Speaking on the topic, ‘Ease of Doing Business in Ghana to Nigerian Businessmen and Women’, Olawale-Cole said this programme is aimed at facilitating conversation on business environment in Ghana and most importantly deepen awareness on how Nigerian entrepreneurs can explore opportunities in Ghana without falling foul of the extant laws, policies and several regulatory measures while doing their businesses in Ghana.

He said internationally oriented Nigerian businesses have deep footprints in Ghana cutting across key economic sectors like banking, insurance, oil and gas, industrial commodities, consumer goods, construction and real estate, telecommunication, maritime and freight forwarding. Officially, Nigeria has the second largest business portfolio in Ghana, only second to China.

He said that recently the relationship between the two countries have suffered a series of setbacks occasioned by episodes of trade attacks and disputes. “The use of discriminatory trade policies, high tariffs, border closures and harsh business environment has impacted negatively on our trade volumes.”

He observed that there was urgent need for the Chamber of Commerce and the Business Council to work assiduously towards boosting trade between the two countries’ neighbouring countries. “We must strategize to explore the opportunities coming with the implementation of the African Continental Free Trade Agreement (AfCFTA). While both parties have expressed their grievances and resolutions sought, we need to move forward to more trade and investments for economic prosperity. It is often said that the situation in Ghana seems to flare up as an act of retaliation whenever Nigeria closes her land borders or when Ghanaian goods, even those which have documented ECOWAS Trade Liberalization Scheme (ETLS) approval and have been enjoying zero duty access to the Nigerian market, are affected by the sudden banning of certain categories of products by the Nigerian government. The role of the private sector in the quest to attain the goal of the founding fathers of ECOWAS cannot be overemphasized. The private sector should be organized to take the driving seat in the economic integration process. The government needs to create a more conducive environment by providing the atmosphere for trade and investment to thrive.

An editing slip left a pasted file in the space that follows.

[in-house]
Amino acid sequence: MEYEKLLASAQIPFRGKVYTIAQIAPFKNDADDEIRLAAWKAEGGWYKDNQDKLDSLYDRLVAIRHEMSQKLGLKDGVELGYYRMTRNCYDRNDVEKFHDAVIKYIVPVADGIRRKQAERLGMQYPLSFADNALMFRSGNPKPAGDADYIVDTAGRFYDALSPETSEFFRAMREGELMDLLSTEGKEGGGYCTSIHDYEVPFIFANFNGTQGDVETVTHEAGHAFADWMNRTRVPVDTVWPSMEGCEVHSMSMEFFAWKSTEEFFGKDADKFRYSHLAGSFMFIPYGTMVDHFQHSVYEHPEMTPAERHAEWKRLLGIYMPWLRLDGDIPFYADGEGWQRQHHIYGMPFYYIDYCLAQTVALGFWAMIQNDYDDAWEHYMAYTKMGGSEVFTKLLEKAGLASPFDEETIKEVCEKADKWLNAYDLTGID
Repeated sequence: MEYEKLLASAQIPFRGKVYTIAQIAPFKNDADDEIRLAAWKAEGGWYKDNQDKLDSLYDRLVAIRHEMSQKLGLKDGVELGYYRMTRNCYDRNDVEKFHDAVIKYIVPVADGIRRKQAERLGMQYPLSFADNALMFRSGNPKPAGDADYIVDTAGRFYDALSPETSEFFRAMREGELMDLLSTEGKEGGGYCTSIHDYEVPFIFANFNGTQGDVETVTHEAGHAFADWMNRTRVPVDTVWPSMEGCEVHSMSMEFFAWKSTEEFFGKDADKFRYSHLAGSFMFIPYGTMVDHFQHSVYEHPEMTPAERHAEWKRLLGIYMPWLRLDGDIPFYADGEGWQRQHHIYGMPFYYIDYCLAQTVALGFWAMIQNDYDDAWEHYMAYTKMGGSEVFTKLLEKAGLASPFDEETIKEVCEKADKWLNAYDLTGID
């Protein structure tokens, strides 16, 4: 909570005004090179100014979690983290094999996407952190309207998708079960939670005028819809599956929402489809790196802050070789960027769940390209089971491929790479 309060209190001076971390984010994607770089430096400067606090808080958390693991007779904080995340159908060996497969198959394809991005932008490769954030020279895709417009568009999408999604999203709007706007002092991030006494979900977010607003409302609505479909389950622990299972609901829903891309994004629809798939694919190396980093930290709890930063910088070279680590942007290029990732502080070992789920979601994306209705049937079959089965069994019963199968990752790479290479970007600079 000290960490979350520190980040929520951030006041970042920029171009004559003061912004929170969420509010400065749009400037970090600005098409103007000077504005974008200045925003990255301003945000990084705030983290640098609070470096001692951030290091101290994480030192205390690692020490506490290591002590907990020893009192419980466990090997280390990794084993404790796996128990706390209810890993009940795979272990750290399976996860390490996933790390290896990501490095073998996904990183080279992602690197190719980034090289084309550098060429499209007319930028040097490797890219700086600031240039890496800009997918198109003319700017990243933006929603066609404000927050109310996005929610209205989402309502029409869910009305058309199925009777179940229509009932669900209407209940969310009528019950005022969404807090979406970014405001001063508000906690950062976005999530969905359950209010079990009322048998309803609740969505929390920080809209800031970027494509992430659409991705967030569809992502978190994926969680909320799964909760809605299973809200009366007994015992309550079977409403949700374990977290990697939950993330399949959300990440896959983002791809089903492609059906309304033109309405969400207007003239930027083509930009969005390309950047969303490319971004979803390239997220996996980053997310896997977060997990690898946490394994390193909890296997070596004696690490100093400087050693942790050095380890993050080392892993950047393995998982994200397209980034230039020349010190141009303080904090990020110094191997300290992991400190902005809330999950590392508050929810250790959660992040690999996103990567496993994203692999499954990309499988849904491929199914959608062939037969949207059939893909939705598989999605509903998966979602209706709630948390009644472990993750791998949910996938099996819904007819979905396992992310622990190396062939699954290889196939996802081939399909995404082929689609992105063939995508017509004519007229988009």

Chief Executive Officer, Ghana Export Promotion Authority (GEPA), Dr Afua Asabea Asare, said one of the challenges is the inability of the Central Bank of Nigeria (CBN) to make available foreign exchange for the export of certain products. She said the government should encourage the flow of services and goods between the two countries, as this remains one of the most important drivers of job creation and prosperity for both countries.

She also advised the government to eliminate the growing number of non-tariff measures that continue to fragment trade, avoid unnecessary red tape and increase technical cooperation and capacity building, while finding common answers to address regulatory needs and standards.